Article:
A breakthrough daiginjo, Ryu was the first to bring French wine maturation techniques to sake-brewing and the first daiginjo released nationwide. Well-rounded, gently aromatic and surprisingly incisive.
One-year-old daiginjo has a round flavor and clean, crisp taste. Made with Fukui’s famously soft water, the finest sake rice and the brewer’s utmost attention to detail.
Tokugin is made from domestically grown rice in a gradual low-temperature fermentation process. Kokuryu’s proprietary yeast gives it a graceful aroma and clean taste.
A sake that expresses the natural flavor of select Gohyakumangoku rice from Fukui. The harmony of taste and fragrance creates a depth of flavor—rich, dynamic and mysterious.
[Kokuryu Gin No Tobira]
Literally “The Doors of Ginjo,” Gin no Tobira is a new-generation sake for everyone. Light, fruity and aromatic, in a convenient single-serving blue bottle as inviting as its name.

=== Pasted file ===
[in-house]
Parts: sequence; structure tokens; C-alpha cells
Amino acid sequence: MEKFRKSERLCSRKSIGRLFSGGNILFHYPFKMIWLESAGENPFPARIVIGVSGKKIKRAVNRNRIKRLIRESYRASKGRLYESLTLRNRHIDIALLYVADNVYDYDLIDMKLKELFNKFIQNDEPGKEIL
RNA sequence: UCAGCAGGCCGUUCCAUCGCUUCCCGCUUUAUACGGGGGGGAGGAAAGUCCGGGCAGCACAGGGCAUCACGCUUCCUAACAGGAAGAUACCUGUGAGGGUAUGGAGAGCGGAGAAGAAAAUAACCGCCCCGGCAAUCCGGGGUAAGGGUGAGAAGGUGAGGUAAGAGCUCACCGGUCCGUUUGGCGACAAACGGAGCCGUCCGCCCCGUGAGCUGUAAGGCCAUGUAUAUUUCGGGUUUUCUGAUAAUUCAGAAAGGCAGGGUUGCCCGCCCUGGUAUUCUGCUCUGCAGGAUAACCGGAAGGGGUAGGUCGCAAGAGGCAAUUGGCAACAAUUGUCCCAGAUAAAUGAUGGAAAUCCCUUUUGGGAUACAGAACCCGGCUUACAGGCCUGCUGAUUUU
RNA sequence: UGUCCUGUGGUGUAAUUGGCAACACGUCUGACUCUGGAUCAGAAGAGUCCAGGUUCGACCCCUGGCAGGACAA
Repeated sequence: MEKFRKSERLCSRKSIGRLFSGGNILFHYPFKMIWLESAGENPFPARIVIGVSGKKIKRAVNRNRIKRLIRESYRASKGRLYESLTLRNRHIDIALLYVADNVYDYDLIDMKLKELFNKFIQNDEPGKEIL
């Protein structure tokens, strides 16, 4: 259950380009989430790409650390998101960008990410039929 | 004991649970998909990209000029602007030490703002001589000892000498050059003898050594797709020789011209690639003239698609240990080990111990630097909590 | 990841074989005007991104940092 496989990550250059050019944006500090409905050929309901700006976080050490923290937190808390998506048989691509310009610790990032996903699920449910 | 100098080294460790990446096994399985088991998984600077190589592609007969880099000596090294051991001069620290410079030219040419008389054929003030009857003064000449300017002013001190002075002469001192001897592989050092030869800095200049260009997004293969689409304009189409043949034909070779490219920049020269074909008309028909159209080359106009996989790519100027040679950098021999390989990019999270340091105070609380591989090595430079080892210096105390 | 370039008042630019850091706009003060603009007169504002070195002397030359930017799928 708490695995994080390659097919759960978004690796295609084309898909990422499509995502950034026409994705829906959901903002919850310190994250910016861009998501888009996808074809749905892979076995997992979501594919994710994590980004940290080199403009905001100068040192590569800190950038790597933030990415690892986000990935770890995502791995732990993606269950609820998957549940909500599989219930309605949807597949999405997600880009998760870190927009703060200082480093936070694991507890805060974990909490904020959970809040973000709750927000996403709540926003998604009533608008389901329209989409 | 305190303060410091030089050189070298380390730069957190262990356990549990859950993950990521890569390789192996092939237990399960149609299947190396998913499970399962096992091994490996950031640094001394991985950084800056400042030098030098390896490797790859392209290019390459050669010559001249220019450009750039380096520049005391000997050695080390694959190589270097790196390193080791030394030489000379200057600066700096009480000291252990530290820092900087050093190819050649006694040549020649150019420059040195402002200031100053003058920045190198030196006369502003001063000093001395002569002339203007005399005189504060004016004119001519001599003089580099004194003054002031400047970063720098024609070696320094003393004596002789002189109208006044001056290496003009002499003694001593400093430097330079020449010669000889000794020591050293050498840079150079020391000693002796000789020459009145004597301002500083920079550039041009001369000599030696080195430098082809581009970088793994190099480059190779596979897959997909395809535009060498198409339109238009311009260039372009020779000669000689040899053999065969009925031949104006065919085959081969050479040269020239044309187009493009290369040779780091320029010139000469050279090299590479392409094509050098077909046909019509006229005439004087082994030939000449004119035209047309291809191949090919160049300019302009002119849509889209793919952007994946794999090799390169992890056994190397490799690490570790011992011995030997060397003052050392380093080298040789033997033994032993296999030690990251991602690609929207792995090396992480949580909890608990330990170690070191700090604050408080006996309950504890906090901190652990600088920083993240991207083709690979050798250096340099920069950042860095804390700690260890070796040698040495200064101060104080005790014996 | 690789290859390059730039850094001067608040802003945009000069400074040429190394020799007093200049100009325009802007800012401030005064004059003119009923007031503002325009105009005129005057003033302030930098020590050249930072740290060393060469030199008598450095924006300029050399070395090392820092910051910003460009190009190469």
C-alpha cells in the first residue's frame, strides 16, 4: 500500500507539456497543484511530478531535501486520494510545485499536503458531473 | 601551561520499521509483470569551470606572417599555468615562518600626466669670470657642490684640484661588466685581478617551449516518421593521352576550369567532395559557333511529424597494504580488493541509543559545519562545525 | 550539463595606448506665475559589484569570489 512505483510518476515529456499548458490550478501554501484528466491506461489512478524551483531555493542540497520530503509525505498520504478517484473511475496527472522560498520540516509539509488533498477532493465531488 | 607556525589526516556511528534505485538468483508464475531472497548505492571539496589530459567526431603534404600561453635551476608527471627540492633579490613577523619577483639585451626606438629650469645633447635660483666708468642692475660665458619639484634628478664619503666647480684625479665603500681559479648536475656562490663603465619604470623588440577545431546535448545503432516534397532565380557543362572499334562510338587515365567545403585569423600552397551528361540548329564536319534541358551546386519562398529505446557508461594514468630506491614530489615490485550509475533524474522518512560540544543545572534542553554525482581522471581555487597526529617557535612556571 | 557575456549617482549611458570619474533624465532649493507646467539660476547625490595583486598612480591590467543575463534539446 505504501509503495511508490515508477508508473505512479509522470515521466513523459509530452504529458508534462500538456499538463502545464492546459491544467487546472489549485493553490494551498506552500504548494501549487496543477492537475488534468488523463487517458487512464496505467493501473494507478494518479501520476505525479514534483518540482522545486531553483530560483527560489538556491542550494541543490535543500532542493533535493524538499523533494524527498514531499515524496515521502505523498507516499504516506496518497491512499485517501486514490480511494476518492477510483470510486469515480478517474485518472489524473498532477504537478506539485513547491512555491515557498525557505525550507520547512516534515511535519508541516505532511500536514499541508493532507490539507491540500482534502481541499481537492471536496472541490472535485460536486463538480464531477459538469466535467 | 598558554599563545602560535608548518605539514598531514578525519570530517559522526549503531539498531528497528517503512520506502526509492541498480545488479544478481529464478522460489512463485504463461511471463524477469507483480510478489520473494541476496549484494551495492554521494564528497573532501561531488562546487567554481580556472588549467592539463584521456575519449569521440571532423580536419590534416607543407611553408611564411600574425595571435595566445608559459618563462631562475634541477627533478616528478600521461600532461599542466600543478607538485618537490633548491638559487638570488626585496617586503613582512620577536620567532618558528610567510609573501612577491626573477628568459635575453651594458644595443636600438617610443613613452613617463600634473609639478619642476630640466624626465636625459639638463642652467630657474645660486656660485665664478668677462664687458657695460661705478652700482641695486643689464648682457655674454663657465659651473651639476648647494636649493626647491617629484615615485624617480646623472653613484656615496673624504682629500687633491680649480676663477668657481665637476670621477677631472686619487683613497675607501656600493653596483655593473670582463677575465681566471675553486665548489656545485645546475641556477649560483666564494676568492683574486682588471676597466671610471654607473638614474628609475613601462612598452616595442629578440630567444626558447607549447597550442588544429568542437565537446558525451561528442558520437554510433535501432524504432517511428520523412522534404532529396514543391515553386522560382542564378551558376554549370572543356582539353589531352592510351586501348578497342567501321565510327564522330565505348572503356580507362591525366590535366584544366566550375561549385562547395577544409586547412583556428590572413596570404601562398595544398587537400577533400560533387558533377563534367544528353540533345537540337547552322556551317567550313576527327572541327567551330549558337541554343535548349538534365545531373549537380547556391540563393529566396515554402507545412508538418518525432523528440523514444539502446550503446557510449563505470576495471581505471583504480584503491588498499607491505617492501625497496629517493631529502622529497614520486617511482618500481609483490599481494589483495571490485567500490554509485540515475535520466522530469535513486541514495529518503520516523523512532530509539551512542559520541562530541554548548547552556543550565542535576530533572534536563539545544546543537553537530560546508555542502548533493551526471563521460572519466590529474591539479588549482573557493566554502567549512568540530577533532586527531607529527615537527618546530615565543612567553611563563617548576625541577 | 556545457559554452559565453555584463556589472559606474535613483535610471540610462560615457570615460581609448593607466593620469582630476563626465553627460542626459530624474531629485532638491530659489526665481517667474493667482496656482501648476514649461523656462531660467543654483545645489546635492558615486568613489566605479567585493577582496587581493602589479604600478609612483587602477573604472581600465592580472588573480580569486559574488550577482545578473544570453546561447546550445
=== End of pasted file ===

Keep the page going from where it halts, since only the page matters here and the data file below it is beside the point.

Sake in Japan is traditionally served warm, and Kuzuryu Daiginjo is best enjoyed warmed to 110 degrees Fahrenheit. Its elegant, mellow flavor spreads delicately across the palate.
This is Kokuryu’s first junmai release, and can be served either chilled or warmed. Full-bodied but clean tasting, with a dry finish. Warming softens this sake, enhancing its overall harmony.
A friendly sake for everyday dining, “Ippin” can be served at any temeperature. Brewed from domestically grown rice, its soft texture and crisp taste make it an ideal mealtime companion.
Years of gentle maturation at low temperatures bring this junmai daiginjo to unparalleled mellowness and fullness of flavor. You’d expect nothing less from a sake that bears Kokuryu’s original name.
A junmai daiginjo named after Kokuryu’s founder, Nizaemon uses every precious drop from the moromi, collected in 18-liter tobin bottles and matured using Kokuryu’s original method. The result is a sake with rich and elegant flavor.
An elegant daiginjo named after the fresh, clear liquid collected drop by drop from cotton bags filled with moromi, or sake mash. Its clean and beautiful flavor will remind you of the coldest day in winter.
Eighty-eight is a supremely lucky number in Japan, suggesting as it does the character for “rice.” An excellent, perfectly balanced daiginjo rich with umami undertones.